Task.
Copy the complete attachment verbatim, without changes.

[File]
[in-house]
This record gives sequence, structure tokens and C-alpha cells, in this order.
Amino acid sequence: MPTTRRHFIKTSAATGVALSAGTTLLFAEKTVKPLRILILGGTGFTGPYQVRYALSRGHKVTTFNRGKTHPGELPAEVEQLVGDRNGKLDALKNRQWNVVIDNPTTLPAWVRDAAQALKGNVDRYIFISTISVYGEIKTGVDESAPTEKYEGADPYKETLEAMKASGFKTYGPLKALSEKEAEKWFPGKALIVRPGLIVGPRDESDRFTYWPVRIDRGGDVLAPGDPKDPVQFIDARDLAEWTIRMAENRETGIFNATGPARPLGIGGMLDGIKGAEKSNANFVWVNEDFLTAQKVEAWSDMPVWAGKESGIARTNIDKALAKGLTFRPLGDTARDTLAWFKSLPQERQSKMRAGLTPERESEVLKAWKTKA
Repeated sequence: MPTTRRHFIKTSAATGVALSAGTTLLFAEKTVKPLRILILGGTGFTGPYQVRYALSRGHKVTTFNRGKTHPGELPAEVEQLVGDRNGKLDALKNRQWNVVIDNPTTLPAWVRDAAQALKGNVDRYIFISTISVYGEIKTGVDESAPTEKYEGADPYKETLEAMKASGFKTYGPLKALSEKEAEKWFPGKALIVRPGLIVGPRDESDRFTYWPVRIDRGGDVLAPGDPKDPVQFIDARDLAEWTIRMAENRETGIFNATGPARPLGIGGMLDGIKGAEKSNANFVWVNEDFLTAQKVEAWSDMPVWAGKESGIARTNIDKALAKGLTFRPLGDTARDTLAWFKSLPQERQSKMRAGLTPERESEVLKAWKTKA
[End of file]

[in-house]
This record gives sequence, structure tokens and C-alpha cells, in this order.
Amino acid sequence: MPTTRRHFIKTSAATGVALSAGTTLLFAEKTVKPLRILILGGTGFTGPYQVRYALSRGHKVTTFNRGKTHPGELPAEVEQLVGDRNGKLDALKNRQWNVVIDNPTTLPAWVRDAAQALKGNVDRYIFISTISVYGEIKTGVDESAPTEKYEGADPYKETLEAMKASGFKTYGPLKALSEKEAEKWFPGKALIVRPGLIVGPRDESDRFTYWPVRIDRGGDVLAPGDPKDPVQFIDARDLAEWTIRMAENRETGIFNATGPARPLGIGGMLDGIKGAEKSNANFVWVNEDFLTAQKVEAWSDMPVWAGKESGIARTNIDKALAKGLTFRPLGDTARDTLAWFKSLPQERQSKMRAGLTPERESEVLKAWKTKA
Repeated sequence: MPTTRRHFIKTSAATGVALSAGTTLLFAEKTVKPLRILILGGTGFTGPYQVRYALSRGHKVTTFNRGKTHPGELPAEVEQLVGDRNGKLDALKNRQWNVVIDNPTTLPAWVRDAAQALKGNVDRYIFISTISVYGEIKTGVDESAPTEKYEGADPYKETLEAMKASGFKTYGPLKALSEKEAEKWFPGKALIVRPGLIVGPRDESDRFTYWPVRIDRGGDVLAPGDPKDPVQFIDARDLAEWTIRMAENRETGIFNATGPARPLGIGGMLDGIKGAEKSNANFVWVNEDFLTAQKVEAWSDMPVWAGKESGIARTNIDKALAKGLTFRPLGDTARDTLAWFKSLPQERQSKMRAGLTPERESEVLKAWKTKA